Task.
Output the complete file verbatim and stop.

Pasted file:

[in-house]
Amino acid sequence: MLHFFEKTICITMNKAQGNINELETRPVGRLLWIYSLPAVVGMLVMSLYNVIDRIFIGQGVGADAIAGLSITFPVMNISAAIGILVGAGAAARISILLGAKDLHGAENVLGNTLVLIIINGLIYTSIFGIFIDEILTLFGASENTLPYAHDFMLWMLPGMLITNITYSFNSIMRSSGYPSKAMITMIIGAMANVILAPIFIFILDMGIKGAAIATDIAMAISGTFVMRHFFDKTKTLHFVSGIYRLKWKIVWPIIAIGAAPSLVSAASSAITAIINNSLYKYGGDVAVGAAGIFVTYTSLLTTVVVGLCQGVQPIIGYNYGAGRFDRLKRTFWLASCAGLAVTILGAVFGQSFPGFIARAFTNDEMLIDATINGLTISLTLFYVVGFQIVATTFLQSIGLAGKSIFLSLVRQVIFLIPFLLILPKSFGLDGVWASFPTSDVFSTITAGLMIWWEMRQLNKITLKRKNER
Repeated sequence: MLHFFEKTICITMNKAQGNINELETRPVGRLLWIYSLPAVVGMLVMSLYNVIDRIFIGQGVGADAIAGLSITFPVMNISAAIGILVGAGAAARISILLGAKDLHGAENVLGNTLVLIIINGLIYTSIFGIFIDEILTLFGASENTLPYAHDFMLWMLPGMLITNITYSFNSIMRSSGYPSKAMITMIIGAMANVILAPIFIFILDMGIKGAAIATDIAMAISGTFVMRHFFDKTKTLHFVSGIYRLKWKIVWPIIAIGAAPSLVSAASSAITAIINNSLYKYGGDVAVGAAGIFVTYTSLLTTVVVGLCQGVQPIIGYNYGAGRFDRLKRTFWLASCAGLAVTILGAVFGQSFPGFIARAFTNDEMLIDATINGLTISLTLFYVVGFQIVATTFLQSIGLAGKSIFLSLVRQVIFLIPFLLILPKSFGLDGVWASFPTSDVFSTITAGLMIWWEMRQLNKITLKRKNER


[in-house]
Amino acid sequence: MLHFFEKTICITMNKAQGNINELETRPVGRLLWIYSLPAVVGMLVMSLYNVIDRIFIGQGVGADAIAGLSITFPVMNISAAIGILVGAGAAARISILLGAKDLHGAENVLGNTLVLIIINGLIYTSIFGIFIDEILTLFGASENTLPYAHDFMLWMLPGMLITNITYSFNSIMRSSGYPSKAMITMIIGAMANVILAPIFIFILDMGIKGAAIATDIAMAISGTFVMRHFFDKTKTLHFVSGIYRLKWKIVWPIIAIGAAPSLVSAASSAITAIINNSLYKYGGDVAVGAAGIFVTYTSLLTTVVVGLCQGVQPIIGYNYGAGRFDRLKRTFWLASCAGLAVTILGAVFGQSFPGFIARAFTNDEMLIDATINGLTISLTLFYVVGFQIVATTFLQSIGLAGKSIFLSLVRQVIFLIPFLLILPKSFGLDGVWASFPTSDVFSTITAGLMIWWEMRQLNKITLKRKNER
Repeated sequence: MLHFFEKTICITMNKAQGNINELETRPVGRLLWIYSLPAVVGMLVMSLYNVIDRIFIGQGVGADAIAGLSITFPVMNISAAIGILVGAGAAARISILLGAKDLHGAENVLGNTLVLIIINGLIYTSIFGIFIDEILTLFGASENTLPYAHDFMLWMLPGMLITNITYSFNSIMRSSGYPSKAMITMIIGAMANVILAPIFIFILDMGIKGAAIATDIAMAISGTFVMRHFFDKTKTLHFVSGIYRLKWKIVWPIIAIGAAPSLVSAASSAITAIINNSLYKYGGDVAVGAAGIFVTYTSLLTTVVVGLCQGVQPIIGYNYGAGRFDRLKRTFWLASCAGLAVTILGAVFGQSFPGFIARAFTNDEMLIDATINGLTISLTLFYVVGFQIVATTFLQSIGLAGKSIFLSLVRQVIFLIPFLLILPKSFGLDGVWASFPTSDVFSTITAGLMIWWEMRQLNKITLKRKNER